Racial Literacy: Indigeneity & Whiteness

Subject AIND20009 (2011)

Note: This is an archived Handbook entry from 2011.

Credit Points: 12.50
Level: 2 (Undergraduate)
Dates & Locations:

This subject has the following teaching availabilities in 2011:

Semester 1, Parkville - Taught on campus.
Pre-teaching Period Start not applicable
Teaching Period not applicable
Assessment Period End not applicable
Last date to Self-Enrol not applicable
Census Date not applicable
Last date to Withdraw without fail not applicable

Timetable can be viewed here. For information about these dates, click here.
Time Commitment: Contact Hours: 2.5-hours per week
Total Time Commitment: Not available


Corequisites: None
Recommended Background Knowledge: MULT10001 Australian Indigenous Studies
Non Allowed Subjects: 106-317 Racial Literacy: Indigeneity & Whiteness and AIND30009 Racial Literacy: Indigeneity & Whiteness
Core Participation Requirements: For the purposes of considering request for Reasonable Adjustments under the disability Standards for Education (Cwth 2005), and Students Experiencing Academic Disadvantage Policy, academic requirements for this subject are articulated in the Subject Description, Subject Objectives, Generic Skills and Assessment Requirements of this entry. The University is dedicated to provide support to those with special requirements. Further details on the disability support scheme can be found at the Disability Liaison Unit website: http://www.services.unimelb.edu.au/disability/


Dr Odette Kelada, Mr Philip Morrissey


Odette Kelada


Subject Overview: This subject aims to enhance student's racial literacy with a focus on representations of Indigeneity and whiteness in Australia. The term, "racial literacy", devised to describe anti-racist practices, entails students becoming literate in critically reading and understanding multiple modes of race representation. The inter-disciplinary approach enables students to analyse the relationships among texts, images, language and social practices, drawing on Australian literature, media, film and the visual arts. In this way, the subject equips students to become multi-literate in critiquing race constructions of identity formation and nation building through the creative and communicative arts. The subject introduces students to critical theoretical frameworks incorporating postcolonial, race and whiteness studies. It will engage with questions of voice, position, power, agency, capital and social justice issues to explore how representations of Indigeneity and whiteness operate with regard to the intersections of race, gender and class relations in an Australian context (with links and comparisons also made to examples of race representation in a global context).
Objectives: Students who complete this subject will:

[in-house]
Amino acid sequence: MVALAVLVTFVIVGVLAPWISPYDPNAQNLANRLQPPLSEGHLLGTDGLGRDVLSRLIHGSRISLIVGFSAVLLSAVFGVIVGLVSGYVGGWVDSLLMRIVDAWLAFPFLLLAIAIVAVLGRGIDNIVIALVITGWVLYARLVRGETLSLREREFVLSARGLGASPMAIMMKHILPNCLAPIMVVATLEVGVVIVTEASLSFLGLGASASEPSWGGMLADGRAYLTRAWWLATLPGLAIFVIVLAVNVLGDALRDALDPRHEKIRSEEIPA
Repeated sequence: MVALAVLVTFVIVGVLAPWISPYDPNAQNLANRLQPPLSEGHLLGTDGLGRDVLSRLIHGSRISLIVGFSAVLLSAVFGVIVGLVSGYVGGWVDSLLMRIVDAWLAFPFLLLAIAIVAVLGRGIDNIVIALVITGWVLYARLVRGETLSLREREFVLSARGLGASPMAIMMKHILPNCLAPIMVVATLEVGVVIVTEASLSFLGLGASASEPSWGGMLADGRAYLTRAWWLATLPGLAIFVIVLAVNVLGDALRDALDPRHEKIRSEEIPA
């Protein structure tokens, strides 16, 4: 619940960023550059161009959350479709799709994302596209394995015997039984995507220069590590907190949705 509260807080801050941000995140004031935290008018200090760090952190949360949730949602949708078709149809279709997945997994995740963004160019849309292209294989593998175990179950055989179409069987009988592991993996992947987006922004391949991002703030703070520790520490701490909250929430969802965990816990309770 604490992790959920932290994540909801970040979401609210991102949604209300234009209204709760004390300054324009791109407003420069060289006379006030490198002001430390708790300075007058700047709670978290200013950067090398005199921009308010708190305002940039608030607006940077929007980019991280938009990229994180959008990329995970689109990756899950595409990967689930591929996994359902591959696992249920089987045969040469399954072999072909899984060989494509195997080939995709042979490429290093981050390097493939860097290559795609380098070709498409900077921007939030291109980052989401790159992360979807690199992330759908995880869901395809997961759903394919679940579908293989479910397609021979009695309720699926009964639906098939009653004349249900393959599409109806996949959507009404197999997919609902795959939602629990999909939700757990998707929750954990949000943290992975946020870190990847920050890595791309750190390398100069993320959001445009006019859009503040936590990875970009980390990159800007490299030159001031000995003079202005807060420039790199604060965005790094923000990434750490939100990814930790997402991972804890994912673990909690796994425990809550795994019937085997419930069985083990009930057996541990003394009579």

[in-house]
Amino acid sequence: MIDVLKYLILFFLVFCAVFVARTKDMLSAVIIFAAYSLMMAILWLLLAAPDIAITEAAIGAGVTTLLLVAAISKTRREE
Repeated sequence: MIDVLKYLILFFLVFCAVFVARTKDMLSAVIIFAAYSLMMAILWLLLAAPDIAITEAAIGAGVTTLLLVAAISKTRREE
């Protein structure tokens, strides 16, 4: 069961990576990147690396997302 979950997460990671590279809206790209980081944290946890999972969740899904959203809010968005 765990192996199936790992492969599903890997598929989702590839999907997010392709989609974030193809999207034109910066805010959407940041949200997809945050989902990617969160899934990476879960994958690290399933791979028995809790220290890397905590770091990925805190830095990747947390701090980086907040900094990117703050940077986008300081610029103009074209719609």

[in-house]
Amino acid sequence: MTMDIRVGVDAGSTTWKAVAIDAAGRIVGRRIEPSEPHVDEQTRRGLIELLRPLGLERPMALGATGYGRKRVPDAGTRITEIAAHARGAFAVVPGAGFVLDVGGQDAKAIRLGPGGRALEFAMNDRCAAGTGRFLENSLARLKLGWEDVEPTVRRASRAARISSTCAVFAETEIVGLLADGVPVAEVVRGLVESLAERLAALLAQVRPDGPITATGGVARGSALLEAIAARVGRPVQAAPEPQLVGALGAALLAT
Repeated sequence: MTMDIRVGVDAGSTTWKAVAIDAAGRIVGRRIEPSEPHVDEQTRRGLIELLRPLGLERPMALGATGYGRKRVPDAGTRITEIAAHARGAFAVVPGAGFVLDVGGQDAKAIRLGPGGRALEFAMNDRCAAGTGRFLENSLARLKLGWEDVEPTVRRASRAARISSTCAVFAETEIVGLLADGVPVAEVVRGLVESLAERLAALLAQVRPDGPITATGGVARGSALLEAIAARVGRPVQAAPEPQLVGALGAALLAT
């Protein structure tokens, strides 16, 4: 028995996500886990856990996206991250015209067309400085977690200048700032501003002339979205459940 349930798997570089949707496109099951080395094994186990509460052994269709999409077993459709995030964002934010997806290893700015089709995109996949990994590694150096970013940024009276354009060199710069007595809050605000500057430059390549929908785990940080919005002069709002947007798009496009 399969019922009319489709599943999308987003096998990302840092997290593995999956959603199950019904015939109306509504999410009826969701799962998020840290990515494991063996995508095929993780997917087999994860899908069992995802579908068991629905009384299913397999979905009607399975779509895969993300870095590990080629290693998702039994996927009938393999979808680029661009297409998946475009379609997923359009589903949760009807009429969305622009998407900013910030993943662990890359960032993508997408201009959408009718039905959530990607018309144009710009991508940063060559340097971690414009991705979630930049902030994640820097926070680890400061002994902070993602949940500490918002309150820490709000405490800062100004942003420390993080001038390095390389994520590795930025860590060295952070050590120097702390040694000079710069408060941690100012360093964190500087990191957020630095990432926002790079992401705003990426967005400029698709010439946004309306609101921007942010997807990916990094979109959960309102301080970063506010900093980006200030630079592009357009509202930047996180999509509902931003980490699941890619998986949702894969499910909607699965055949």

• develop racial literacy with the ability to critically evaluate multiple modes of race representation and articulate the strategies utilised in the operation of specific representations of Indigenous Australians and white Australians;
  • appreciate the complexities and power of race representation in impacting on the formation of nation, history and political and public issues in Australia and on personal levels of constructing their own racial locations, cultural identities, ideologies and social experiences;
  • gain a nuanced understanding of how racial hierarchies and investments are reinforced or countered through representations of Indigeneity and whiteness;
  • understand conceptual tools and key theoretical issues involved in critical race studies and the politics of representation.
Assessment: Tutorial participation and a 10-minute paper presentation done in class, 10%, an essay of 1500 words 30% (due mid-semester), and an essay of 2500 words 60% (due at the end of semester). This subject has a minimum hurdle requirement of 75%, regular participation in tutorials are required. Assessment submitted late without an approved extension will be penalised at 10% per day. In-class tasks missed without approval will not be marked. All pieces of written work must be submitted to pass this subject.
Prescribed Texts: A subject reader will be available.

  • Langton, M. Well I heard it on the radio and I saw it on the television ... An essay for the Australian film commission on the politics of filmaking by and about Aboriginal people and things (Australian Film Commission)
  • Moreton-Robinson, A. Talkin' Up to the White Women: Indigenous Women and Feminism (UQP)
  • Grossman, M. ed. Blacklines: Contemporary Critical Writing by Indigenous Australians (MUP)
Breadth Options:

This subject potentially can be taken as a breadth subject component for the following courses:

You should visit learn more about breadth subjects and read the breadth requirements for your degree, and should discuss your choice with your student adviser, before deciding on your subjects.

Fees Information: Subject EFTSL, Level, Discipline & Census Date
Generic Skills: Students who successfully complete this subject will:

  • have a developed understanding of relevant critical theories and methods;
  • be able to work effectively as an individual and member of class;
  • be competent in the use of a wide range of research applications and resources;
  • communicate complex ideas clearly and comprehensively;
  • produce high quality written material in a timely manner.
Related Majors/Minors/Specialisations: Australian Indigenous Studies
Australian Indigenous Studies
Australian Indigenous Studies
Australian Indigenous Studies Major

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